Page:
Enterprise Software

Client education is key to landing HIPAA contracts

Many second- and third-tier healthcare organizations still aren't aware of HIPAA regulations and their upcoming deadlines. Industry experts and TechRepublic members share their advice for educating clients and securing HIPAA contracts.


The consultant business will be booming as the Health Information Portability and Accountability Act (HIPAA) compliance deadlines draw ever nearer. While large healthcare organizations (HCOs)—which typically have entire teams dedicated to HIPAA compliance—may be finishing their initiatives, midsize to small HCOs may not even be fully cognizant of the effect HIPAA’s requirements will have on their business.

As a consultant, you can help see that your firm will receive its share of HIPAA compliance contracts by educating potential clients now.

We spoke to three experts about why some clients are still unaware of HIPAA's requirements, how they’re educating potential clients, and how consultants can win HIPAA contracts.

Why aren't HCOs aware of what HIPAA will entail?
While some have compared the need to hire contractors for HIPAA compliance to the hiring frenzy surrounding Y2K, consultant Brad Turkin said that unlike with Y2K, many HCOs haven't been educated about how the pending regulations will affect their business processes.

Turkin, senior vice president of COMFORCE Corporation, a global IT consulting and staffing firm based in Woodbury, NY, said his firm is trying to remedy that ignorance by focusing their education efforts on the IT managers within the medical community.

Hot skills for HIPAA
As a provider of consultants, Turkin said his firm is "targeting the hot divisions that will be in demand for the transitions over from the legacy systems." He said consultants who will be most in demand are interface designers, programmers, project managers, and system architects.

Others in the healthcare industry have been slow to act because they believed HIPAA’s deadlines would be delayed, said TechRepublic member Luba Halich, a principal consultant at healthcare consulting firm ZoriaMed, Inc.

"Our lawmakers are continuously handing out regulations, and… there's always a stone in the road," she said. "I think everybody was hoping that something was going to delay it and they don't have to act on it yet."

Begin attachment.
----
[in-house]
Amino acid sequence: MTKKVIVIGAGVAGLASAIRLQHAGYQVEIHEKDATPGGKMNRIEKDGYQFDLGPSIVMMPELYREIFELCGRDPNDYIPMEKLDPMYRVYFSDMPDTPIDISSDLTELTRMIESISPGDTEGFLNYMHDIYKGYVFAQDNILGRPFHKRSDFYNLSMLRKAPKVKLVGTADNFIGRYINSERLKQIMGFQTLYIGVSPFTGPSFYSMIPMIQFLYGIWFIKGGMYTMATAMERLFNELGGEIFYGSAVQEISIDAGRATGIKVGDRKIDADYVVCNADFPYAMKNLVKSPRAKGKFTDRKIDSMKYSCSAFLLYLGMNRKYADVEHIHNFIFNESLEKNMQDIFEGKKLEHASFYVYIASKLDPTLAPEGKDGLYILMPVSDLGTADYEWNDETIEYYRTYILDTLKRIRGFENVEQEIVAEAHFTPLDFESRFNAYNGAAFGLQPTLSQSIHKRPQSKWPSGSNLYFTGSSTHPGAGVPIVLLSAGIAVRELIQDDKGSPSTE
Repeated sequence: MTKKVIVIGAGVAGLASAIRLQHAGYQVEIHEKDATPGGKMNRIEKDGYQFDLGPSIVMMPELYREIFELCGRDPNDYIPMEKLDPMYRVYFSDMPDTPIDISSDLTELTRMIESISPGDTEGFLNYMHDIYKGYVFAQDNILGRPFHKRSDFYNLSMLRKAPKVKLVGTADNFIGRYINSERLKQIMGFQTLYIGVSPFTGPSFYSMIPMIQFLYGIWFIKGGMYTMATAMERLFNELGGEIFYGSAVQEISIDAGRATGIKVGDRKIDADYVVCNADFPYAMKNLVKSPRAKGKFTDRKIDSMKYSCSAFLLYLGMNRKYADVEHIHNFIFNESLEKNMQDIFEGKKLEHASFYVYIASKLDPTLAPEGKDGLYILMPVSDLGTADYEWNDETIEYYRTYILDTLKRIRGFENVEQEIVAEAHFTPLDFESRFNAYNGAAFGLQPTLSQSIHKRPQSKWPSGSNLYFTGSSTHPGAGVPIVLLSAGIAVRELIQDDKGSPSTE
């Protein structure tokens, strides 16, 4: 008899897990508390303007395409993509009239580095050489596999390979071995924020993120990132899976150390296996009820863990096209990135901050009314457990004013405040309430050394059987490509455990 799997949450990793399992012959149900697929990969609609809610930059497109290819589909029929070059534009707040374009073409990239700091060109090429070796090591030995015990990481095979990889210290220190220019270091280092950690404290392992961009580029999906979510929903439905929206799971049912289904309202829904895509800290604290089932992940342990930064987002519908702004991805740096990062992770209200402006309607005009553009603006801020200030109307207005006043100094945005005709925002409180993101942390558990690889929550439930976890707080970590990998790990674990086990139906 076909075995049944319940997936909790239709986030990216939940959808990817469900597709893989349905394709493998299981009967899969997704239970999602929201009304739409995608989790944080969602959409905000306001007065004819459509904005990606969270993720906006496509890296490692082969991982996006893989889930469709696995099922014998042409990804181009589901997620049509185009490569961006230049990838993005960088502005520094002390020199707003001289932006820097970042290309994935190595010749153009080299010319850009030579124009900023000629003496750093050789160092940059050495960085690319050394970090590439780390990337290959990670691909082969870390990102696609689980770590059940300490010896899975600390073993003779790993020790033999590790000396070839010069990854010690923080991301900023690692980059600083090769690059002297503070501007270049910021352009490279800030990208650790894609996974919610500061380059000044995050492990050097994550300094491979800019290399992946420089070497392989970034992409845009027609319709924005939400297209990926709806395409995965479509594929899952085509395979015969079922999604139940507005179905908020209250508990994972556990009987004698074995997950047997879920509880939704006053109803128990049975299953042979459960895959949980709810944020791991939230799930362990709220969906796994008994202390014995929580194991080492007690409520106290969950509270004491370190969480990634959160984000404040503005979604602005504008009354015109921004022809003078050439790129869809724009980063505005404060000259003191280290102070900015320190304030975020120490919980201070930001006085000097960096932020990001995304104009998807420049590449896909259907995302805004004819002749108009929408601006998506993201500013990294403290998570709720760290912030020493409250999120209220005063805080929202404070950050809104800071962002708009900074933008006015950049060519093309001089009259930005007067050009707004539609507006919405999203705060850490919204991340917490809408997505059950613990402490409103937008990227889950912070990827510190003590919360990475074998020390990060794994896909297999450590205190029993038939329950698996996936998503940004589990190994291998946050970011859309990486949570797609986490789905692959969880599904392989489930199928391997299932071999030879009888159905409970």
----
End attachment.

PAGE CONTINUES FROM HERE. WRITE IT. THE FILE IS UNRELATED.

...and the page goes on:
A third reason for many HCOs’ lackluster approach to HIPAA has been the way physicians view technology, said TechRepublic member James Wilson, a security and network consultant with XCS, Inc., a consulting firm based in Cleveland. He suggests that physicians are more scientists than business people and don't tend to embrace new technology.

Compliance deadlines: The clock is ticking
Halich said that educating and helping HCOs become compliant takes more time than clients may think because the requirements don't spell out exactly what each particular type of business must do.

"HIPAA specifies the 'end results' of regulations…but it doesn't tell you how to get there," Halich said.

The compliance deadlines are quickly approaching. The electronic transfer components, for example, need to be completed by Oct. 16, 2002. Businesses may apply for an extension until Oct. 16, 2003, but HCOs must specify their compliance strategy when applying in order to be approved. Another major deadline is April 14, 2003, when HIPAA’s privacy components must be implemented.

The deadlines, however, are not the only thing that will motivate smaller HCOs to become compliant, Wilson said. The pressure will build as the larger insurance companies—the payers—become compliant.

"Think of HIPAA as a chain, and each individual link is a piece of the chain," Wilson said. "Each link has to be compliant. If you are not compliant, God forbid, the hammer is going to fall on you because you're going to be the weakest link in the chain."